Conjuring Credits

The Origins of Wonder

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Dribble Force

The technique of dribbling or dropping cards, and stopping at a particular location in the deck, to produce a known or chosen card, came before the idea to use the concept as a force. Two handlings are described in the anonymous Asti Manuscript, c. 1700, p. 114-115 of the Pieper translation. This manuscript was translated in Gibecière, Vol. 8 No. 1, Winter 2013, p. 29-234. The first method uses an angled card; the second method uses a form of break.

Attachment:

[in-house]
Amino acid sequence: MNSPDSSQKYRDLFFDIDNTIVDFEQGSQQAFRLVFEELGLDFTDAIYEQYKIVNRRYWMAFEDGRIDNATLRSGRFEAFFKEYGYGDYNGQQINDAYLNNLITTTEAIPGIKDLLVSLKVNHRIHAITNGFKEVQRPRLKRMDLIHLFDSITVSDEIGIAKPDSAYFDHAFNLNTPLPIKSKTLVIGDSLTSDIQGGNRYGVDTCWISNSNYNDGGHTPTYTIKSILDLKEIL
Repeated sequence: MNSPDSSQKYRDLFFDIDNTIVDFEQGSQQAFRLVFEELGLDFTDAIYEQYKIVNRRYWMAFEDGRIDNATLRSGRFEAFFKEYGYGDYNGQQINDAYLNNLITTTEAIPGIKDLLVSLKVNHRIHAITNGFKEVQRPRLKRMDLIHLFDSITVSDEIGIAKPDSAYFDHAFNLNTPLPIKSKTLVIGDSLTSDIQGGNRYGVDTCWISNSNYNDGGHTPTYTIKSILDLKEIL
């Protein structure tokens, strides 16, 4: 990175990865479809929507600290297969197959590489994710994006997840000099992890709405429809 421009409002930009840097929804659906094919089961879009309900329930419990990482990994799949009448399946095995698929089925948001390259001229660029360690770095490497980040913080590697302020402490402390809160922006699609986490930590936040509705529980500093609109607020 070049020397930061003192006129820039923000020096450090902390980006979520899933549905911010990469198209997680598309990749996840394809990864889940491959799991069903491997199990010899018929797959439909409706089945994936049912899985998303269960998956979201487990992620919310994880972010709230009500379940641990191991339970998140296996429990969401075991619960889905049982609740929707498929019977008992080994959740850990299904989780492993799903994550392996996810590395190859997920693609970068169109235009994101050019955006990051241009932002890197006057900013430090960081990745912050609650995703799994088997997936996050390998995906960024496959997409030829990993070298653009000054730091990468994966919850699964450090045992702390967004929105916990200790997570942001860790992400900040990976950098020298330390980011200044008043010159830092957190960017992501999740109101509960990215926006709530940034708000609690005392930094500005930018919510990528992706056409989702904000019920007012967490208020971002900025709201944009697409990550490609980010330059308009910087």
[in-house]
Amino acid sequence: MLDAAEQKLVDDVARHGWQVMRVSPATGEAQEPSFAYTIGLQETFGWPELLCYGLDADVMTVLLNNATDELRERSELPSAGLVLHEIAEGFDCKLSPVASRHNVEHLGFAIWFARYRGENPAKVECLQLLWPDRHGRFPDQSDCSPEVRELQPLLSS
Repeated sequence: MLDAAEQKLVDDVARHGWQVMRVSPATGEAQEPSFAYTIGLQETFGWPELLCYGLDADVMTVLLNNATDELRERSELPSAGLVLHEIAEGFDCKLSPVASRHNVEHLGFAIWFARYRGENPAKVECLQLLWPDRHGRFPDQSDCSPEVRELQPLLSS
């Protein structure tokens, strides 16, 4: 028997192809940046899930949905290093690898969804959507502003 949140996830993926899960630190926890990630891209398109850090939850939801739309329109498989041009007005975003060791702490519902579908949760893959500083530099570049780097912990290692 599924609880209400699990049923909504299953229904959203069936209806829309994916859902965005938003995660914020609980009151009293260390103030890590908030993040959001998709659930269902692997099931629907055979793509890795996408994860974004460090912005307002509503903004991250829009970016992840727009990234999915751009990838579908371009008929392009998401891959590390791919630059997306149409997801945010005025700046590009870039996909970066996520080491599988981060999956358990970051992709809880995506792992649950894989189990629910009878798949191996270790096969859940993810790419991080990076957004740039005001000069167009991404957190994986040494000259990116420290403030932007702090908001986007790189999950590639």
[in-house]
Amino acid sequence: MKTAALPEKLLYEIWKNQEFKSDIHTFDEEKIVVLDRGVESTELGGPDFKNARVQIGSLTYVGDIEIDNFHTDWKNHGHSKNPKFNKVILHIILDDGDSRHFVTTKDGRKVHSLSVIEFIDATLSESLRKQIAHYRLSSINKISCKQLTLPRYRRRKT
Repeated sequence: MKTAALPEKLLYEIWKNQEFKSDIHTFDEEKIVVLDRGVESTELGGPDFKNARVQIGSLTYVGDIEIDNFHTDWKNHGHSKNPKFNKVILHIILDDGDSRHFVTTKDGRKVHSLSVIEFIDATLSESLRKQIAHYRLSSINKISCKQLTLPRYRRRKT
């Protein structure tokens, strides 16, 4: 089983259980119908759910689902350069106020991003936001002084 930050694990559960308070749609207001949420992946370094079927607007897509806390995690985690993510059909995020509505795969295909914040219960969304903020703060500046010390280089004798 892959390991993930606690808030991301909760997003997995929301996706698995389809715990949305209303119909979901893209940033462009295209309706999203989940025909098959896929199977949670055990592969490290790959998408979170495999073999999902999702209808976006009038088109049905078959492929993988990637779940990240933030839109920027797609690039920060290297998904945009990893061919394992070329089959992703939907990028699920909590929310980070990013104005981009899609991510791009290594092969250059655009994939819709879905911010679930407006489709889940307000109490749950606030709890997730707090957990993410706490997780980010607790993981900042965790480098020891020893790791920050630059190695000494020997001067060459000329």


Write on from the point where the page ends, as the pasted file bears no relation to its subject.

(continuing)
In J. N. Ponsin's Supplément a la Sorcellerie ancienne et Moderne Expliquée (1859, p. 445), a prototype of the Stop Trick is described, using a long or wide card to accomplish the necessary control for stopping at the desired card while dropping packets or dribbling cards off the bottom of the deck. (Also see, Maxwell Pritchard's English translation in Gibecière, Vol. 17 No. 99, Summer 2022, p. 116.)

Dating the idea of using the concept to force a card has yet to be ascertained.